Science Fair Project Encyclopedia
It was little known until it was explored in 1884 – 1887 by Karl von den Steinen from Cuyaba . Travelling east, 240 miles, he found the river Tamitatoaba , 180 feet wide, flowing from a lake 25 miles in diameter. He descended this torrential stream to the river Romero, 1300 feet wide, entering from the west, which receives the river Colisu . These three streams form the Xingu, or Parana-xingu, which, from 73 miles lower down, bounds along a succession of rapids for 400 miles. A little above the head of navigation, 105 miles from its mouth, the river makes a bend to the east to find its way across a rocky barrier. Here is the great cataract of Itamaraca, which rushes down an inchned plane for 3 miles and then gives a final leap, called the fall of Itamaraca. Near its mouth, the Xingu expands into an immense lake, and its waters then mingle with those of the Amazon through a labyrinth of eanos (natural canals), winding in countless directions through a wooded archipelago.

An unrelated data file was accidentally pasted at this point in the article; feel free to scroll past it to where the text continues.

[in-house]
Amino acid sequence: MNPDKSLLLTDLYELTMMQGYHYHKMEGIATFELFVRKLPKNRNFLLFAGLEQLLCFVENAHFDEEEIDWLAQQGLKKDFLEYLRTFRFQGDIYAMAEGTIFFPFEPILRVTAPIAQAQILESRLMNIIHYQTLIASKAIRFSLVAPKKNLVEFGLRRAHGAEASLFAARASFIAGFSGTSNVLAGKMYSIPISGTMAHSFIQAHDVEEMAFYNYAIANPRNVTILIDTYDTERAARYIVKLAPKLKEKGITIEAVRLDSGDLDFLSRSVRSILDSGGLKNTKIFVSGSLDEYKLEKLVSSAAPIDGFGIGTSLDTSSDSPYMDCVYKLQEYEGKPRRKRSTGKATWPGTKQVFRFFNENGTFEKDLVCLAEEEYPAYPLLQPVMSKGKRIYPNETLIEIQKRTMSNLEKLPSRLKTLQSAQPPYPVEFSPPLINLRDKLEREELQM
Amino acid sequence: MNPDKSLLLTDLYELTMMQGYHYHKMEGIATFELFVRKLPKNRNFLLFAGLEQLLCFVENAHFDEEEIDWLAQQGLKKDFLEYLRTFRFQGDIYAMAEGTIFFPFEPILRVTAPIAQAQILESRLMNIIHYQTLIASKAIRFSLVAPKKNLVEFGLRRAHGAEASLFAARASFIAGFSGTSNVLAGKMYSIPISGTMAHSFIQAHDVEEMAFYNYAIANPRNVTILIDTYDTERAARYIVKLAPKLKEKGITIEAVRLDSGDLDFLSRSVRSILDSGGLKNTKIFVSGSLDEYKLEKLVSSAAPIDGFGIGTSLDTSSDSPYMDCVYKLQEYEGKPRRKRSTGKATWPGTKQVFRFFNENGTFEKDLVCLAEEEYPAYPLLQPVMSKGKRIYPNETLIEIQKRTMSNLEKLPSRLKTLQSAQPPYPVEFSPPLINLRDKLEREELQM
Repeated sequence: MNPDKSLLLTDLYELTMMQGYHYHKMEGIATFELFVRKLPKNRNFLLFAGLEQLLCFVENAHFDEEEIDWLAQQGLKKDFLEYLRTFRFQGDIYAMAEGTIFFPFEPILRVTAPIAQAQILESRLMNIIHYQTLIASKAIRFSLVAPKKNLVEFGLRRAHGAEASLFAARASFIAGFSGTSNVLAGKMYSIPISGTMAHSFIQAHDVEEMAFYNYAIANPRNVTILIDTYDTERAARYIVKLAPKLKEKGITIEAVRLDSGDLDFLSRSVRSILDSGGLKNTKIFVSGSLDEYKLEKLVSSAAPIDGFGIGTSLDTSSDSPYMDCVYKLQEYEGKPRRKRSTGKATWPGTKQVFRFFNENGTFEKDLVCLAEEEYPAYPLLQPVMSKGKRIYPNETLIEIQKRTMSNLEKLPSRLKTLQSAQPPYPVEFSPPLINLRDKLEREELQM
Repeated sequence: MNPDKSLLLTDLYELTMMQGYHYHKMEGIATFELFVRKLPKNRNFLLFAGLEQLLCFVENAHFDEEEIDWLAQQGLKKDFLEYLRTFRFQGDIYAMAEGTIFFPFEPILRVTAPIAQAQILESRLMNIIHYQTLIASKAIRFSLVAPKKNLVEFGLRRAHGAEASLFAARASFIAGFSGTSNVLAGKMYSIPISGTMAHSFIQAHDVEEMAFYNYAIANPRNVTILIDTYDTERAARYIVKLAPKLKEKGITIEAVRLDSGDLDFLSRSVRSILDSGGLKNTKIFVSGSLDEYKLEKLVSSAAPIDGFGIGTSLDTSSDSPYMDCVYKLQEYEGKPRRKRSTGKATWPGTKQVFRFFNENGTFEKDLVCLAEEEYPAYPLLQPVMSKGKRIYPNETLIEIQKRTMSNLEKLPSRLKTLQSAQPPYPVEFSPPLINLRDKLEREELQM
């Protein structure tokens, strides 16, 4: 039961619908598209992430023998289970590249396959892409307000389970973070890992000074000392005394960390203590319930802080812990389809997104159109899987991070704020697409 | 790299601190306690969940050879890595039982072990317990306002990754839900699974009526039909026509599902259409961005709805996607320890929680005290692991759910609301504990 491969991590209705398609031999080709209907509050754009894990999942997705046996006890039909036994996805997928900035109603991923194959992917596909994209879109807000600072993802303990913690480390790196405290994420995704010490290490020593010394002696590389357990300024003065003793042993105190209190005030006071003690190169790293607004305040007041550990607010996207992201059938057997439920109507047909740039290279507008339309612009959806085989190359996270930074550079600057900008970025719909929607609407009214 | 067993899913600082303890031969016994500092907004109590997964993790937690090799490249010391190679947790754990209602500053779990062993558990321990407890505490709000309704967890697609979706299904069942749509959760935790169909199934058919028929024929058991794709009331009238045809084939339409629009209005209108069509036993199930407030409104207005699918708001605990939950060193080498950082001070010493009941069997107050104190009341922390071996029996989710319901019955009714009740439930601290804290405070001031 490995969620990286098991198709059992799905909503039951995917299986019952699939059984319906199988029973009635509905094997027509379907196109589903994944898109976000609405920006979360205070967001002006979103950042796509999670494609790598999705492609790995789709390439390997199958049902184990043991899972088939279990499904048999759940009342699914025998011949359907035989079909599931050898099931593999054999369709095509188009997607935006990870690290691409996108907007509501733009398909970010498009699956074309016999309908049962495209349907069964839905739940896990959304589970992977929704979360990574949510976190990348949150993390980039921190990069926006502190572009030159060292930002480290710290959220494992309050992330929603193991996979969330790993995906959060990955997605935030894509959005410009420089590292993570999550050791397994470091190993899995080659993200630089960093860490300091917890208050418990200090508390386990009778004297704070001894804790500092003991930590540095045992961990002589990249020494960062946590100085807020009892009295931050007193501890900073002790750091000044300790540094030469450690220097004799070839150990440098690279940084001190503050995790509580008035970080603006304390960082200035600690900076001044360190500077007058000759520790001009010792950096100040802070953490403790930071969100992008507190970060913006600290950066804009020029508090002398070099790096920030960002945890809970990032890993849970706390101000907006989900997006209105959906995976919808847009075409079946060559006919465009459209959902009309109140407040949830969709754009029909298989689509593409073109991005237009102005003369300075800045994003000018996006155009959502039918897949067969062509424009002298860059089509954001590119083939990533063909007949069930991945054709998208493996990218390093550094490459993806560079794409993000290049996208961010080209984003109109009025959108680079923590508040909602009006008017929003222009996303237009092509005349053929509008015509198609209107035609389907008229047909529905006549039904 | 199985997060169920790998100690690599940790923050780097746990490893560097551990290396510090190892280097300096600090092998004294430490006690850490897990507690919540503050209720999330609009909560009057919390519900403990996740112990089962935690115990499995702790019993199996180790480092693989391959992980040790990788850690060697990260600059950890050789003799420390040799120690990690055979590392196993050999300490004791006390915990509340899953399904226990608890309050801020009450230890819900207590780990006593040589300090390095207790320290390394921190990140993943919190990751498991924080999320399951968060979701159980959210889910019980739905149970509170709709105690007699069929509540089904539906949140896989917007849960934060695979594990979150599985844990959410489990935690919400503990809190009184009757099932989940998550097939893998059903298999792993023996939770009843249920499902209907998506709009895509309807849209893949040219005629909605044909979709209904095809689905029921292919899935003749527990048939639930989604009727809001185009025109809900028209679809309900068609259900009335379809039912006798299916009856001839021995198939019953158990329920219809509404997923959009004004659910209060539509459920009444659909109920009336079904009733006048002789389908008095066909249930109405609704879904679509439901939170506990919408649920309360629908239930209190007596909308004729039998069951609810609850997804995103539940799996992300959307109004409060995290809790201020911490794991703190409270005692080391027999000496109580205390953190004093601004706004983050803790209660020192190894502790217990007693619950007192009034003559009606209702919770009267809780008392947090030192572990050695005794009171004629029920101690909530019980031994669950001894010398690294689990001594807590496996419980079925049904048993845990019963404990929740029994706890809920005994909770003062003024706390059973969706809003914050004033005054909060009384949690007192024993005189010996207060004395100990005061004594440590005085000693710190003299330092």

Original text from 1911 Encyclopædia Britannica
- Cowell, Adrian. 1973. The Tribe that Hides from Man. The Bodely Head, London.
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